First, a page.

In 1966, The Doors were trying to make it to the pinnacle of the Los Angeles music scene by scoring a regular gig at the Whisky a Go Go in West Hollywood. At the time, playing the Whisky was the LA way to land a record contract.
But you didn’t just waltz in and play the Whisky. You had to work your way up to it.
In the short film The Doors in LA, guitarist Robbie Krieger tells how Morrison and the band landed a regular gig at the London Fog. The Fog was lower on the nightclub food chain, but strategically close to the Whisky on Sunset.
Krieger says they convinced friends from UCLA and throughout the LA underground music scene to come to the audition show at the London Fog. Naturally, it was important to show management that The Doors could pull a crowd.
Turns out, all these friends did show up. The place was packed, the crowd was knocking back drinks left and right, and the show was a raucous success. Needless to say, The Doors got the gig as the house band for the London Fog.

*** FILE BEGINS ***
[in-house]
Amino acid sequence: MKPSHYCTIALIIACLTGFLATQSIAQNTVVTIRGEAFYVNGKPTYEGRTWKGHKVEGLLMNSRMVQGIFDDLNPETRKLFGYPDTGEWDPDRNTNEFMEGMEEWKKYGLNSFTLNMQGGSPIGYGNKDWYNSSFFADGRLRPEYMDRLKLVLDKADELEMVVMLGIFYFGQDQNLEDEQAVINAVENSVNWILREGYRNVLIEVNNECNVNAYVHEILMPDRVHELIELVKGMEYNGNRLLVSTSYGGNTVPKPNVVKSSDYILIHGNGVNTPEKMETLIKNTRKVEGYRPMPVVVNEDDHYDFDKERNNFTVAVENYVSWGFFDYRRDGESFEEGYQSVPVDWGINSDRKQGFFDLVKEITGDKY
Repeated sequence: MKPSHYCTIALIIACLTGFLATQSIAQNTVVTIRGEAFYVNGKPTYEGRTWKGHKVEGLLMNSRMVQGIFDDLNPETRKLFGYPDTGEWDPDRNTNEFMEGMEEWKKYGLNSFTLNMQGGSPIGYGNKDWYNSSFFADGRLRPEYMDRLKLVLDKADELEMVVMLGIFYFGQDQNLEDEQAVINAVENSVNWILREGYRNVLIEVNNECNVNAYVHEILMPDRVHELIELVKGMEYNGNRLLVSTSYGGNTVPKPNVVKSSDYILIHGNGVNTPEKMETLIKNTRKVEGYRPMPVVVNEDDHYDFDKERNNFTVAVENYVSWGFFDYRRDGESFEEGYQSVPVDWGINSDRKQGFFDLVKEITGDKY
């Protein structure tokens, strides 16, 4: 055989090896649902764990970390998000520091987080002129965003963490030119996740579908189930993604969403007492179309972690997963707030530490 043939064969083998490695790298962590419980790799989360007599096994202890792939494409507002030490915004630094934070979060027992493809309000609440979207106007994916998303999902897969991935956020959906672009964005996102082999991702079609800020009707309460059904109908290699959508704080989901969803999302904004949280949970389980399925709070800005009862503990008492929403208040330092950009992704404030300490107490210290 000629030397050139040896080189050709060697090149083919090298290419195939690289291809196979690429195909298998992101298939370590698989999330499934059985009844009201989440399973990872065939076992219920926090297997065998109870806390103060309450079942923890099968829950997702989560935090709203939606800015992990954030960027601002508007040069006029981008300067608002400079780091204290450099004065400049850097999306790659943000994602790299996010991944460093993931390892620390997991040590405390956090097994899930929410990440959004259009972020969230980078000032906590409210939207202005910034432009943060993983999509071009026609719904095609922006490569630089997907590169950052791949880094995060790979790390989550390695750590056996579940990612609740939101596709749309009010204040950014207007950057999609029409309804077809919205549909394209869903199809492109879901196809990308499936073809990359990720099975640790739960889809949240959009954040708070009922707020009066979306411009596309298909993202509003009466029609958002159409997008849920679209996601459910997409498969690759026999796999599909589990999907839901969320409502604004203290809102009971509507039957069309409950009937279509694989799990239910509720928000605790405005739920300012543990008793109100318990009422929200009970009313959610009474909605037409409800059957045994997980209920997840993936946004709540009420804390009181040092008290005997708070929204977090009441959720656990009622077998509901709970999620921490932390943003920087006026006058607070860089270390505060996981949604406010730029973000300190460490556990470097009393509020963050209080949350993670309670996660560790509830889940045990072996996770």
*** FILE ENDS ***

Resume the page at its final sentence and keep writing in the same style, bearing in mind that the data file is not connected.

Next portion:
But there was one problem.
The next show, the place was empty. After all, it’s a bit hard to convince your friends to come to every show, especially when they can hang with the band in less formal settings.
Luckily, the London Fog management was patient, and The Doors did pull in crowds night after night once word got around. And they eventually made the move to the Whisky, where the band landed a record deal just 3 days before being fired for performing an Oedipal tale called The End.
Jim Morrison and The Doors have hugely influenced fans and musicians alike over the last 40 years. They’ve sold over 76 million albums worldwide, and continue to move over 1 million albums a year. But they still needed a little help from their friends to get rolling.
So, let’s step back and think about this in the context of social media.
- Did The Doors act unethically to land the London Fog gig, or was it just smart promotion?
- The Doors created some of the most exceptional “content” around, and yet some in social media would label them “spammy” because they asked friends to “vote” for them. Do you agree?
- If your answer to the last question is yes, are you ok with spending the time to create truly exceptional content while simply hoping that everyone “organically” discovers it?
About the Author: Brian Clark is the founding editor of Copyblogger, and co-founder of Teaching Sells.